Hungry with Questions

Mosaic in the Church of the Multiplication of ...
Yesterday I preached from Matthew 15:29-39 about the feeding of the 4,000 (men, less women and children and not to be confused with the feeding of the 5,000 men plus women and children [Matthew 14:13-21]):

29 Jesus left there and went along the Sea of Galilee. Then he went up on a mountainside and sat down. 30 Great crowds came to him, bringing the lame, the blind, the crippled, the mute and many others, and laid them at his feet; and he healed them. 31 The people were amazed when they saw the mute speaking, the crippled made well, the lame walking and the blind seeing. And they praised the God of Israel.
32 Jesus called his disciples to him and said, “I have compassion for these people; they have already been with me three days and have nothing to eat. I do not want to send them away hungry, or they may collapse on the way.”
33 His disciples answered, “Where could we get enough bread in this remote place to feed such a crowd?”
34 “How many loaves do you have?” Jesus asked.
“Seven,” they replied, “and a few small fish.”
35 He told the crowd to sit down on the ground. 36 Then he took the seven loaves and the fish, and when he had given thanks, he broke them and gave them to the disciples, and they in turn to the people. 37 They all ate and were satisfied. Afterward the disciples picked up seven basketfuls of broken pieces that were left over. 38 The number of those who ate was four thousand men, besides women and children. 39 After Jesus had sent the crowd away, he got into the boat and went to the vicinity of Magadan. (NIV)

These are a few of the questions and thoughts I had in my study (and some made it to the message):
* Why did Jesus wait “three days” before the miracle? Or why only wait “three days”? (v.32)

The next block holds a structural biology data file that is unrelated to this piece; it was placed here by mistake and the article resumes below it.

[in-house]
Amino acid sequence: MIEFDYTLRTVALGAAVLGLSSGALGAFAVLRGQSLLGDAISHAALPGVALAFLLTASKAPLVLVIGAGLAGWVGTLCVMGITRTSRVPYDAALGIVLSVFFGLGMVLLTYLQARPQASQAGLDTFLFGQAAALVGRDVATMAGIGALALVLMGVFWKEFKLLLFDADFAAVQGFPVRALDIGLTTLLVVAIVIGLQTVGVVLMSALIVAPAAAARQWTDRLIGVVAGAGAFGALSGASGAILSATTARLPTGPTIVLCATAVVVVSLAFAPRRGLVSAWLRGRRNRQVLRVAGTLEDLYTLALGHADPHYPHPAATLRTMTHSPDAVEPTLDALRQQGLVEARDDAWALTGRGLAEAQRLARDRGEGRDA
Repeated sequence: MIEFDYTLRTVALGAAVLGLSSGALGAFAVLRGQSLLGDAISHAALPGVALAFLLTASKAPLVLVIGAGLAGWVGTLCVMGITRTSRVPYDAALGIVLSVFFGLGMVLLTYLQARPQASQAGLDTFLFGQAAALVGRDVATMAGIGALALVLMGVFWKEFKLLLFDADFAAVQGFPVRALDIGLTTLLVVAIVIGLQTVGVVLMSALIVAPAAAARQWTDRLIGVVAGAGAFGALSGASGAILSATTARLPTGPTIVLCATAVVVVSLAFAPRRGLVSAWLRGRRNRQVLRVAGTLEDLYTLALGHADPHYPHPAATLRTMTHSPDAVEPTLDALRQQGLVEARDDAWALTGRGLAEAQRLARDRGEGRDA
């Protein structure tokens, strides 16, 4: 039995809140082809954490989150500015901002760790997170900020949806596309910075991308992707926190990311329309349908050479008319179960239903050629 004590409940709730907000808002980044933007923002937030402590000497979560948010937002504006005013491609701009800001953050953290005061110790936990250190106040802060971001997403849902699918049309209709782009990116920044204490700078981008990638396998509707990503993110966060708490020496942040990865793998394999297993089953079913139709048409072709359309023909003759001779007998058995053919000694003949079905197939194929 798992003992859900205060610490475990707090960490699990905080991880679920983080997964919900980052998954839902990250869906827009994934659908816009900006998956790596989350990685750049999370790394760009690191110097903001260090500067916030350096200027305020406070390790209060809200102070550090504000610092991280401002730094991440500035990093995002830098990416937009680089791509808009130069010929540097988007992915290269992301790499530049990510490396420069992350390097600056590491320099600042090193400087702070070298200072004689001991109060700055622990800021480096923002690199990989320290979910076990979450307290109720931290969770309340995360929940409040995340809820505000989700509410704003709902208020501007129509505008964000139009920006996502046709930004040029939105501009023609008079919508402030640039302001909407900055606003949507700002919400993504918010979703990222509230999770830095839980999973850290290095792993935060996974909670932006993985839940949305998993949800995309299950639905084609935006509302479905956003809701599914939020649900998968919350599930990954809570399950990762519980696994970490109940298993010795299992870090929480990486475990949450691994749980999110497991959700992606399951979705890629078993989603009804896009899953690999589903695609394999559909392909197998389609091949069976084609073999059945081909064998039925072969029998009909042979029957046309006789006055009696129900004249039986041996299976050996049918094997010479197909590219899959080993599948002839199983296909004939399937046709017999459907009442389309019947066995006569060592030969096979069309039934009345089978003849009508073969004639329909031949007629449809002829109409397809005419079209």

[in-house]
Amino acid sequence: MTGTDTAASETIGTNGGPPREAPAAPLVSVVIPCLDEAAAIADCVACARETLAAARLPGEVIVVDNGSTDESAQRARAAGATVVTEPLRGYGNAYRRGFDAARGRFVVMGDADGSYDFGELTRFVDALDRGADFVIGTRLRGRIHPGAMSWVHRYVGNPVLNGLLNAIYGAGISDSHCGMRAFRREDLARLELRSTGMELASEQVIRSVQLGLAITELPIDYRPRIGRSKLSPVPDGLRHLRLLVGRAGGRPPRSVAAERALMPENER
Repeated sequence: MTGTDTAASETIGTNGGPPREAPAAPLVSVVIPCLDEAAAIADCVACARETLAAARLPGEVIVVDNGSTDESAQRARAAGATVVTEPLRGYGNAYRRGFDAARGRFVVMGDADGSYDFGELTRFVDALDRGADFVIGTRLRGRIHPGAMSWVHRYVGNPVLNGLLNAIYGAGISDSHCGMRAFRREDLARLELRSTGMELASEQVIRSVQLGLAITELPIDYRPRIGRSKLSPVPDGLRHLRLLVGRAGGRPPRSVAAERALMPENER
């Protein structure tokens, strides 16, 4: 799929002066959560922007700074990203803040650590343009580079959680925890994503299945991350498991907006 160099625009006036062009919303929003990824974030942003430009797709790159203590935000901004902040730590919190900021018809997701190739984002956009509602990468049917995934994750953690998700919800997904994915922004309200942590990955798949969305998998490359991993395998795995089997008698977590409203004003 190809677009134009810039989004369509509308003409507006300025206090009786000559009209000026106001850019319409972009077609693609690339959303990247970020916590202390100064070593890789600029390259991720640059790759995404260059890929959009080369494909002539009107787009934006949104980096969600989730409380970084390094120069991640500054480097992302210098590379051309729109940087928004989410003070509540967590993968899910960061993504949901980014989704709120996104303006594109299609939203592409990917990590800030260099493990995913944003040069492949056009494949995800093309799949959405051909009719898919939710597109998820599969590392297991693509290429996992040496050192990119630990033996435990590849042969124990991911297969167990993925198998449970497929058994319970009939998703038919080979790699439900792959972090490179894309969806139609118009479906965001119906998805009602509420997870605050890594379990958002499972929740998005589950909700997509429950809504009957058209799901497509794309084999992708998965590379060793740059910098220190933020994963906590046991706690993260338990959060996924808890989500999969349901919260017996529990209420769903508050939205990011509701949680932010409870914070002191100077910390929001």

* Folks would be coming and going over the course of the “three days” and it struck me that Jesus chose to act at that point in time with the folks who were gathered at that moment.
* How many of those gathered might be thought to be so hungry and weak that they might “collapse on the way” to get food elsewhere? (v.32) Most, I would imagine would be perfectly fine, but apparently the compassion of Jesus was sufficiently strong toward those who were too weak to go longer that he chose to feed everyone in order to care specifically for the immediate needs of the few.
* Jesus had already fed crowds, now he does it again. Was he really teaching his disciples about the nature of the “God of Israel” who healed the mute, crippled, lame, and blind, and then would feed the masses? (vv.30-31, 36)
* How many of the folks who ate this time had been present for the earlier feeding of the 5,000?
*Whose lunch was taken that day to make lunch for everyone? And why did Jesus only ask about bread, yet his disciples offer bread and fish? (v.34)
* How long would it have taken the disciples to serve all those thousands? How long would it have taken to disperse with the “seven basketfuls of broken pieces left over” to still others who were not present for the initial feeding (since they couldn’t eat all that before it would go bad)? (v.37)
* If the food could be multiplied sufficiently to feed 4,000 men plus women and children, then what was the intention of seven (large) basketfuls of leftovers?
Yep. I tend to have a LOT of random questions and thoughts as I read Scripture. And it just makes me hungry for more. So what questions do you have about this passage? Do you take the time to ask questions of the text and allow a “sanctified imagination” to work through such texts? Do you find certain questions more helpful than others?

The Life of a Flower

Yesterday, my eight year old daughter (Cambria) was commenting on the amazing bouquet of flowers beautifully displayed on our table. She got after one of the other kids for knocking some of the babies breath off telling them, “Don’t kill it!” I felt bad breaking the news to her that “The flowers and greenery are already dead.” This brought tears to her eyes as she said, “Can’t we water them?” And I replied, “It won’t make a difference at this point. It will just be slowing the inevitable. They are all dead because they don’t have roots any longer.” Tearfully she continued, “Can’t we get them their roots back?” Again, I sadly replied, “No, sweetheart, once they have been cut from their roots and removed they cannot be returned because their roots are long gone.”
This struck home for me the issue of remaining in Jesus (John 15:1-10). We may look amazing on the outside (even looking like we are alive), but death already has its grip when we no longer remain in Jesus. And, yet, if we remain in him and he in us we are already alive and will not know death (because the sting of death has been taken by the Lord of Life) and everlasting life is ours as we are his.